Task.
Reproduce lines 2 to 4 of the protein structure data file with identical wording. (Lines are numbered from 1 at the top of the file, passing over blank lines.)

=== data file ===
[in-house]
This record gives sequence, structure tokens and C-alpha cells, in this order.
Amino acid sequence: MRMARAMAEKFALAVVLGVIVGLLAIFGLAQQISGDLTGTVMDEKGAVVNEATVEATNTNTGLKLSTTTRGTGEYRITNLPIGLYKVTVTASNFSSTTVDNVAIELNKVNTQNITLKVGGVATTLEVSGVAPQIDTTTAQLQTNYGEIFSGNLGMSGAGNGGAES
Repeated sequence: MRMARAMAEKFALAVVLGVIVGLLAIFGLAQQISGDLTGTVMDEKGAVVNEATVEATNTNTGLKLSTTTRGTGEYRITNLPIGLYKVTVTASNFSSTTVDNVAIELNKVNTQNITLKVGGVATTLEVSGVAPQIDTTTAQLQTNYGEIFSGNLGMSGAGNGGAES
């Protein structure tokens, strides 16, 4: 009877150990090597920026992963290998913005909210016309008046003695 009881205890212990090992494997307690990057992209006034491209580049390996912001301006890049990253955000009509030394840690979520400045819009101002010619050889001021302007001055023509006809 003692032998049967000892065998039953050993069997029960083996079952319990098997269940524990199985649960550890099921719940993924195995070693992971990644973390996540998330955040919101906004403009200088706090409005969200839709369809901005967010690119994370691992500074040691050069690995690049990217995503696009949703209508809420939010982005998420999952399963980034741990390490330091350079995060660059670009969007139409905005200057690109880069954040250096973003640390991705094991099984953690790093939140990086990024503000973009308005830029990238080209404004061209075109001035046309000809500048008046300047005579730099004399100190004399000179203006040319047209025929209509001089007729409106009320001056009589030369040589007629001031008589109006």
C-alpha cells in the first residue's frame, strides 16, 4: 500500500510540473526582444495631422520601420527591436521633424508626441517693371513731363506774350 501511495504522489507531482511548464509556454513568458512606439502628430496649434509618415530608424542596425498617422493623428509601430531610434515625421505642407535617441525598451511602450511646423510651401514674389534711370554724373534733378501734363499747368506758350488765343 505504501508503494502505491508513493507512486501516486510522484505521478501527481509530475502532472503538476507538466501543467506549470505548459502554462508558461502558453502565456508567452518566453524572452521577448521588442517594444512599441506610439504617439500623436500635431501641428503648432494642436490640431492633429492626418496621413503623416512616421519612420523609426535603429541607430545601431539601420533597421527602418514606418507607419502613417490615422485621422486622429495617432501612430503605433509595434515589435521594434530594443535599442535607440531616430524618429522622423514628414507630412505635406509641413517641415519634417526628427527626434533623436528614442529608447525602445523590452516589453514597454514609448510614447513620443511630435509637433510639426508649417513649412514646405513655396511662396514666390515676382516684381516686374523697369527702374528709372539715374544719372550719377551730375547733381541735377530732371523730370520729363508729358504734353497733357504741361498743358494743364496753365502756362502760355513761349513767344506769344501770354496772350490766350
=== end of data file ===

This record gives sequence, structure tokens and C-alpha cells, in this order.
Amino acid sequence: MRMARAMAEKFALAVVLGVIVGLLAIFGLAQQISGDLTGTVMDEKGAVVNEATVEATNTNTGLKLSTTTRGTGEYRITNLPIGLYKVTVTASNFSSTTVDNVAIELNKVNTQNITLKVGGVATTLEVSGVAPQIDTTTAQLQTNYGEIFSGNLGMSGAGNGGAES
Repeated sequence: MRMARAMAEKFALAVVLGVIVGLLAIFGLAQQISGDLTGTVMDEKGAVVNEATVEATNTNTGLKLSTTTRGTGEYRITNLPIGLYKVTVTASNFSSTTVDNVAIELNKVNTQNITLKVGGVATTLEVSGVAPQIDTTTAQLQTNYGEIFSGNLGMSGAGNGGAES